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Author Topic: Cutting Mat  (Read 2365 times)

g6swj

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Cutting Mat
« on: June 23, 2014, 11:26:33 AM »

Hello and thank you in advance for help...

I have never used a cutting mat before - seems like you can spend peanuts or gold sovereigns on them.

So is it best to spend peanuts and replace them when needed or invest in a more durable product?

Assuming it's allows would appreciate Brand/Supplier info recommendations

Thank you
JonathanE
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grendel

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Re: Cutting Mat
« Reply #1 on: June 23, 2014, 12:35:18 PM »

I have a large A1 sized one that cost a fair amount, but also use some small A4 sized ones that I picked up at the local market for 1 each. for anything small enough the small ones get used, the big one is on the workbench and just gets used for bigger items.
Grendel
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dougal99

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Re: Cutting Mat
« Reply #2 on: June 23, 2014, 01:36:02 PM »

I have several, all different sizes and materials. I haven't noticed any difference in durability. The smaller A4 ones are useful not only for small work, but can be readily moved around the work space as required.
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inertia

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Re: Cutting Mat
« Reply #3 on: June 23, 2014, 03:56:59 PM »

I habitually buy a new one at every Warwick show. I use A2 size and find that they last about a year. The mats are branded "Space Fly" and are sold by a couple of the tool stalls there for not a lot of money. If you search for cutting mats on E-Bay then there are any number of suppliers and sizes on offer.
Dave M
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Tug-Kenny

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Re: Cutting Mat
« Reply #4 on: June 23, 2014, 07:53:09 PM »


They do offer a terrific advantage with the parallel lines marked on them. The semi grip surface is also comforting when using sharp knives.   %)

I've only ever bought one, Dave.  It self heals its surface secretly during the night.  {-) {-)

cheers

ken


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inertia

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Re: Cutting Mat
« Reply #5 on: June 23, 2014, 08:41:46 PM »

I've only ever bought one, Dave.  It self heals its surface secretly during the night.  {-) {-)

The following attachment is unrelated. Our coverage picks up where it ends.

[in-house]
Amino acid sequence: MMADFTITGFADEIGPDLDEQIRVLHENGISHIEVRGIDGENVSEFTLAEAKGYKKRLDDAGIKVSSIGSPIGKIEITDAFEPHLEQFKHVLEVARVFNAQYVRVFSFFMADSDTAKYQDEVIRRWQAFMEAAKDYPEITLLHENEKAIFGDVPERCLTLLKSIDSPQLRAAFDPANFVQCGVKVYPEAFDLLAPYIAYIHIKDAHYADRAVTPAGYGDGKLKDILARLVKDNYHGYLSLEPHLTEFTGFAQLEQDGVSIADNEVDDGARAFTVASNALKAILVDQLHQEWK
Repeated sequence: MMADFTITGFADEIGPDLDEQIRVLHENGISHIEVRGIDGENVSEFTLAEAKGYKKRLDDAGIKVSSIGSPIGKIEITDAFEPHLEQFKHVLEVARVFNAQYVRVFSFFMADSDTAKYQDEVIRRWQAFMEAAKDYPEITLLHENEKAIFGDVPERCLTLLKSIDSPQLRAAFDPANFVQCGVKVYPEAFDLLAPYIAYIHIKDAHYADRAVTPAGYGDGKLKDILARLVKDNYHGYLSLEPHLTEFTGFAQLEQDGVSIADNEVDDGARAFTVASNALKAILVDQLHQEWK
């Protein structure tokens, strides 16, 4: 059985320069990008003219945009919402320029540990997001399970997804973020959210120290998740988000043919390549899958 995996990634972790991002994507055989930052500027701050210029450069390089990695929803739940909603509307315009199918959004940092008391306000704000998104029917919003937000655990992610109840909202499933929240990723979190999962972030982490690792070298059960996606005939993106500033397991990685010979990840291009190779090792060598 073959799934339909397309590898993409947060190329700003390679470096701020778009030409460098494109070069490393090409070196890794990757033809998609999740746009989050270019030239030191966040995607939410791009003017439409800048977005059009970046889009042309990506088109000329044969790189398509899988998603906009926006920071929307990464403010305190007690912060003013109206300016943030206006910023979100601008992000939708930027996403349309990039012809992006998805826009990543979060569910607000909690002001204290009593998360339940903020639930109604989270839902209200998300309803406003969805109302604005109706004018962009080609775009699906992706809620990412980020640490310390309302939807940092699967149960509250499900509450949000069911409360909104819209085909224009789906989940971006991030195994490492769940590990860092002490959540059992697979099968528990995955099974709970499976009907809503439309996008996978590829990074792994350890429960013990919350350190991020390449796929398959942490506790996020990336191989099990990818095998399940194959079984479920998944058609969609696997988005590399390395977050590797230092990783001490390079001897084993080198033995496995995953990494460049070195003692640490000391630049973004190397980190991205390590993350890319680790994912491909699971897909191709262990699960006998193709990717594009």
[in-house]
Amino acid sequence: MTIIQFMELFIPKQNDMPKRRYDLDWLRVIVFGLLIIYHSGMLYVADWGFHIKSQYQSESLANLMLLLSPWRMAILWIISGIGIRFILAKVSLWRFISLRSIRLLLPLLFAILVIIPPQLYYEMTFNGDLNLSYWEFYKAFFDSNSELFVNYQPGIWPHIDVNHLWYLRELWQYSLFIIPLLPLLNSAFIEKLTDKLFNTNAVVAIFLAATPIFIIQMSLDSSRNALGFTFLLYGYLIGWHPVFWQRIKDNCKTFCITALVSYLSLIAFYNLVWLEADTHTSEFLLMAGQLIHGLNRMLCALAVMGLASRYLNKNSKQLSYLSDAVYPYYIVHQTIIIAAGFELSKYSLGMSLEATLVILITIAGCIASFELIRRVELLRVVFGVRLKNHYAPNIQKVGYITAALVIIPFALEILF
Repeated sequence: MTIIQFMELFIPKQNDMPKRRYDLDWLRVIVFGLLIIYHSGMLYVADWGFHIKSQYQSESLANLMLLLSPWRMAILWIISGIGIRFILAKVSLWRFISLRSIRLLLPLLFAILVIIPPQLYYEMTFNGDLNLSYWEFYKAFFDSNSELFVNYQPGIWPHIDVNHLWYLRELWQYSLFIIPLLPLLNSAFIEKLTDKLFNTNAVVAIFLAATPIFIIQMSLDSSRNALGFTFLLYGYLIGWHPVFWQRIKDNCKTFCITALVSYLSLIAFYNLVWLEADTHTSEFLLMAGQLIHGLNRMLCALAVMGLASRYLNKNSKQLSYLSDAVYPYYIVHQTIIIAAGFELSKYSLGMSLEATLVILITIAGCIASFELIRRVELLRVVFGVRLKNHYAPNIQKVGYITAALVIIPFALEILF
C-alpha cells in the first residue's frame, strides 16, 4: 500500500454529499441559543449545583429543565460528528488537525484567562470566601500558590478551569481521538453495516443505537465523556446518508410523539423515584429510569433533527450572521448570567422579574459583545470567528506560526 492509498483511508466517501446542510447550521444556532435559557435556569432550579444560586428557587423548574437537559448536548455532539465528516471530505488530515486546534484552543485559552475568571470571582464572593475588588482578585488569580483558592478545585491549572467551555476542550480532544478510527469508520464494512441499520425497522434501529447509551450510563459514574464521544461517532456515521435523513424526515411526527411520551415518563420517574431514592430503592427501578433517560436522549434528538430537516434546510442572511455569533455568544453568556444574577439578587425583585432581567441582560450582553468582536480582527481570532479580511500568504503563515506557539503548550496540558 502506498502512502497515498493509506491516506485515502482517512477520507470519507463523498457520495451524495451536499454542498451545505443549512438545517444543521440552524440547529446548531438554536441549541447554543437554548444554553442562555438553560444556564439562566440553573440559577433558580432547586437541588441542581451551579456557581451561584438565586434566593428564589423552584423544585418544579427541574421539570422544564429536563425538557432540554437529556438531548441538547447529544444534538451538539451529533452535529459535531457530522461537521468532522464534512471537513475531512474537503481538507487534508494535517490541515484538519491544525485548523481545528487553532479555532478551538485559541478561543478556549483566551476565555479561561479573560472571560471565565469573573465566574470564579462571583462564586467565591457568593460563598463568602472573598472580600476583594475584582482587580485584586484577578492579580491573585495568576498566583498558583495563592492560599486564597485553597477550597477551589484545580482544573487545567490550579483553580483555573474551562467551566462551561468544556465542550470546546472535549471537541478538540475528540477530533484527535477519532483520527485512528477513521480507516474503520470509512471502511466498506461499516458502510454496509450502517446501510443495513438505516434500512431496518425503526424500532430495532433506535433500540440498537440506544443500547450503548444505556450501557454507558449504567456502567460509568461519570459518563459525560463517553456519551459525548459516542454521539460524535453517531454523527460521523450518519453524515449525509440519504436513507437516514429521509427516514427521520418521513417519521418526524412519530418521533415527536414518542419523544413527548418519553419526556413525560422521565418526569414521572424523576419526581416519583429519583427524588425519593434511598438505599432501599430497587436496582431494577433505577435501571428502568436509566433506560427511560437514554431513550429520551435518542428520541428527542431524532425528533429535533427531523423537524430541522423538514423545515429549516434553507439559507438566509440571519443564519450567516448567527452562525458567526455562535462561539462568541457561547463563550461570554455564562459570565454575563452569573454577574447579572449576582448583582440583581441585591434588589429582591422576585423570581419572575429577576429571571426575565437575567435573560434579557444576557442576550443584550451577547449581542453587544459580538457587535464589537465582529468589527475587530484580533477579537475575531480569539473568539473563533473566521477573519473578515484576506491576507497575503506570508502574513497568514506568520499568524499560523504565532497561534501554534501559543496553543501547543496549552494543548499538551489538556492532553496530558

And does it also secretly scrape off all the accumulated glue and other crud of the previous day as well as redrawing the grid after a good slosh of thinners spilled on it? Mine don't  <:( (and anyway I'm famously houseproud)
Dave M
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CyberBOB

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Re: Cutting Mat
« Reply #6 on: June 23, 2014, 08:48:54 PM »

Save your old cutting pad, cover it with waxed paper, and use it for a glueing pad.  Works for me.
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Buccaneer

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Re: Cutting Mat
« Reply #7 on: June 23, 2014, 09:03:48 PM »

Swmbo decided that the cutting boards in the kitchen were 'a bit scratched, stained, and didn't look very nice any more'. These were 9 mm thick nylon type material. Two bits about 6 inches square now reside in the drawer. Ideal for heavier work, e.g. hammer and chisel.
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CyberBOB

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Re: Cutting Mat
« Reply #8 on: June 23, 2014, 09:54:24 PM »

I used to use the free promotional mouse pads (the kind with the vinyl top) as cutting pads.


I don't seem to get free ones anymore.
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HUNTER

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Re: Cutting Mat
« Reply #9 on: June 26, 2014, 09:28:19 AM »

Hi Guys,
The difference I have found over the years is in the quality of the mats. I always use a Swan Morton cutting blade in my cutting knives including a Stanley knife.
I find that the cheaper mats tend to start falling apart when they have been used a lot. The area which has been cut doesn't heal but actually becomes a rut with bits of the mat coming loose.
The next thing to do is turn it over and start again Also, notice that this happens much more in the winter when the mat is cold. Answer is to warm it up before cutting on it, works every time.
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Peter Fitness

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Re: Cutting Mat
« Reply #10 on: June 26, 2014, 11:41:02 PM »

I always use those from the cheap shops and find that they last a very long time, one of mine is about 20 years old. However, I suppose it all depends on how much they are used, mine aren't used all day very day, but they have had quite a lot of use. If, like Dave M., you spill glue and thinners on them  %) , I would expect their life to be much shorter, as solvents tend to remove the grid lines and soften the mat itself, I know this from bitter experience <:( .


Peter.
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